I asked my middle school students to write an essay on the most important day in their lives. Some students wrote about their birthdays; others wrote about out of town trips. Boys wrote about sports events; girls wrote about meeting someone important. And so it went.
The most touching moment came when I read Clarissa’s paper. She told us the most important day of her life would be in the future when she graduated from high school. She said her father wanted her to graduate from high school because he had not been able to, and he wanted that experience for his daughter.
As I read her paper I could hear the young voice, “I want my father to be proud of me. I want to see his face as I walk across the stage. I know he will smile at me, and I shall smile at him. I’ll be thinking, ‘I did it, Daddy. I did it all for you.’”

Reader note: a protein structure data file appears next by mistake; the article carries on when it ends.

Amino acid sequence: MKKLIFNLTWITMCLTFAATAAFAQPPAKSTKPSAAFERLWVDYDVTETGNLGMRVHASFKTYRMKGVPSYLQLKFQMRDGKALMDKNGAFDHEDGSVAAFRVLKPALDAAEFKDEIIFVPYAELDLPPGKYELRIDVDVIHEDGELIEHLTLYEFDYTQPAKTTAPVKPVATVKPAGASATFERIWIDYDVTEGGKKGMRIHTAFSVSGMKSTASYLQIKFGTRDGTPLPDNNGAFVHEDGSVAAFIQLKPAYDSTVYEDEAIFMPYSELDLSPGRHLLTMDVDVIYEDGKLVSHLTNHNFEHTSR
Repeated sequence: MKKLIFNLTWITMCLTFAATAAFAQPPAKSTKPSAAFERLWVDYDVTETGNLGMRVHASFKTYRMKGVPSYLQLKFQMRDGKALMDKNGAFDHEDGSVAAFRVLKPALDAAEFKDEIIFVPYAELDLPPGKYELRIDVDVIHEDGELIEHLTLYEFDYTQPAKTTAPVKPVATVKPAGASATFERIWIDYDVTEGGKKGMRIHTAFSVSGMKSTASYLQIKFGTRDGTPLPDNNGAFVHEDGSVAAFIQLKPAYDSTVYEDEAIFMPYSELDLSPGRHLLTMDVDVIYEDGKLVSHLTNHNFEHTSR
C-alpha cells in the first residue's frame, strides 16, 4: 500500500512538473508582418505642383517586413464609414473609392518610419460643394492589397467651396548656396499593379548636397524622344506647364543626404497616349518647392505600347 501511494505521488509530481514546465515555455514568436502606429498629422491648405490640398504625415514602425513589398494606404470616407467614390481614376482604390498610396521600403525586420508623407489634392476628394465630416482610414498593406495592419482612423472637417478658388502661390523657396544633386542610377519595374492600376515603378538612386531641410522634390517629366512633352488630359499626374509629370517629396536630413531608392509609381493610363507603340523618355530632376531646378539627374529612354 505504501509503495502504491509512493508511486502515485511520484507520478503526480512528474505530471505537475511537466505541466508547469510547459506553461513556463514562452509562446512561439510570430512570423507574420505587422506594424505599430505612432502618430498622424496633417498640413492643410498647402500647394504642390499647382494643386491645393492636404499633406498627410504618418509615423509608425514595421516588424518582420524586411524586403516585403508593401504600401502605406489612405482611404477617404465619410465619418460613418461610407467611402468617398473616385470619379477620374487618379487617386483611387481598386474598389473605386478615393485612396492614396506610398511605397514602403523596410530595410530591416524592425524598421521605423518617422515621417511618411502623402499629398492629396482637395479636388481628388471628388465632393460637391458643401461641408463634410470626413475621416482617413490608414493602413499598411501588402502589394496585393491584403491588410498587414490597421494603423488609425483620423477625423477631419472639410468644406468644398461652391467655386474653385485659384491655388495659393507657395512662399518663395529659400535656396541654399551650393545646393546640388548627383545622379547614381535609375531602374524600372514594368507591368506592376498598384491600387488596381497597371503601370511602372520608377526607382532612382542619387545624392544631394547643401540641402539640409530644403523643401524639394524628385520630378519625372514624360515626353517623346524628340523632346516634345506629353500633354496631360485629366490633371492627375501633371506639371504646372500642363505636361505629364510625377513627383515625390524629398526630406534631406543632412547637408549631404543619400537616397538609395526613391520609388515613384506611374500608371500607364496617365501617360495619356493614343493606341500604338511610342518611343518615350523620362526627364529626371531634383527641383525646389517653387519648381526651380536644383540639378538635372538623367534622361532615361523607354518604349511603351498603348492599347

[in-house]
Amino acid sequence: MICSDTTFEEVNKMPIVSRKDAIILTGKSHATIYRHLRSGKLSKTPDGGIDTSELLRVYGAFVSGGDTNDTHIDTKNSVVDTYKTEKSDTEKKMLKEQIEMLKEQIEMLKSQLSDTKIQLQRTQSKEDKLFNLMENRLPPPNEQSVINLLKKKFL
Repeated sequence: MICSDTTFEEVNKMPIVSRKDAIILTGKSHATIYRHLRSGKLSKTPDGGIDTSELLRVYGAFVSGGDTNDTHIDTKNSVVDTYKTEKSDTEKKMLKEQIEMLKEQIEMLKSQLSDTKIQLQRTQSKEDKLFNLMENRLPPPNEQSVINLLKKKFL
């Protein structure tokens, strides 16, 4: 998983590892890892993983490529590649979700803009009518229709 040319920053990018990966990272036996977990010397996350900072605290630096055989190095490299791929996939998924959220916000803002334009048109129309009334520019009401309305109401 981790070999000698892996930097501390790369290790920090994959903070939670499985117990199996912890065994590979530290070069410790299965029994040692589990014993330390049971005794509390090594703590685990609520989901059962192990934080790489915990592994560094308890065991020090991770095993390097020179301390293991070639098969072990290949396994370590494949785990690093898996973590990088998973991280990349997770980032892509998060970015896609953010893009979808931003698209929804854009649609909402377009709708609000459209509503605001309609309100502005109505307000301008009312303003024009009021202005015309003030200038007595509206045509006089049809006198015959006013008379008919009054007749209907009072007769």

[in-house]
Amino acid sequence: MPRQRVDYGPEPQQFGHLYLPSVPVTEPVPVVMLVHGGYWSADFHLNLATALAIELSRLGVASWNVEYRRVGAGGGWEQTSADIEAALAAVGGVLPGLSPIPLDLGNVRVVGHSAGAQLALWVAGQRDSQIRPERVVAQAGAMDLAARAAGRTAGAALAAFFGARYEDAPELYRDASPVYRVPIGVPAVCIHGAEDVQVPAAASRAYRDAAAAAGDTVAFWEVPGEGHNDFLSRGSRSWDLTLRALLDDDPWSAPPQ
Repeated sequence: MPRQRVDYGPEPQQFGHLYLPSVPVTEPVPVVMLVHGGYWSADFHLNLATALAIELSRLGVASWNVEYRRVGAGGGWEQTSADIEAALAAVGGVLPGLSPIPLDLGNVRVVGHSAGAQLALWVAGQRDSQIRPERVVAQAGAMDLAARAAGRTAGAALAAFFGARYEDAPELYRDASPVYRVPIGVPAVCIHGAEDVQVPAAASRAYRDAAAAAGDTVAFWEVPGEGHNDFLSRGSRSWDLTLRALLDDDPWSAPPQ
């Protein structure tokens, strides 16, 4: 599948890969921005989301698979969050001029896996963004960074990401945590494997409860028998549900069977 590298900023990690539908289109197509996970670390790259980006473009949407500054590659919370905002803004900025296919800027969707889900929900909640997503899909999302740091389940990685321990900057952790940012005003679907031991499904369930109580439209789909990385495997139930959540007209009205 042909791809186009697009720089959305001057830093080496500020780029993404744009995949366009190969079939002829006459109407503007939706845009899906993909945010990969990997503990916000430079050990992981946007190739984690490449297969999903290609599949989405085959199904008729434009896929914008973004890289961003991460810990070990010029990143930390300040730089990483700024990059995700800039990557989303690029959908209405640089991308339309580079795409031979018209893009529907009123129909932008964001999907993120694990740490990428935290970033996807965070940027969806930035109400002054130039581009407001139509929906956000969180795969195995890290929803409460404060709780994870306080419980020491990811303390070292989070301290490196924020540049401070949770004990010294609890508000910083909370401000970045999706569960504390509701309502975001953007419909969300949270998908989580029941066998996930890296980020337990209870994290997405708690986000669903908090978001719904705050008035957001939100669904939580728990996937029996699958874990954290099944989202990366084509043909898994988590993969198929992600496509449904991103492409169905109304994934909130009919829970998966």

As I read the last sentence my eyes released tears. Someone asked me, “Hey, Miss, are you crying?”
“No,” I answered. Perhaps I should have told the truth. The emotion I experienced in reading Clarissa’s paper touched me immensely. You see, I, too, was very close to my father, and I wanted him to be proud of me. When I read her paper, I realized I could have been that young girl many years before speaking the identical words.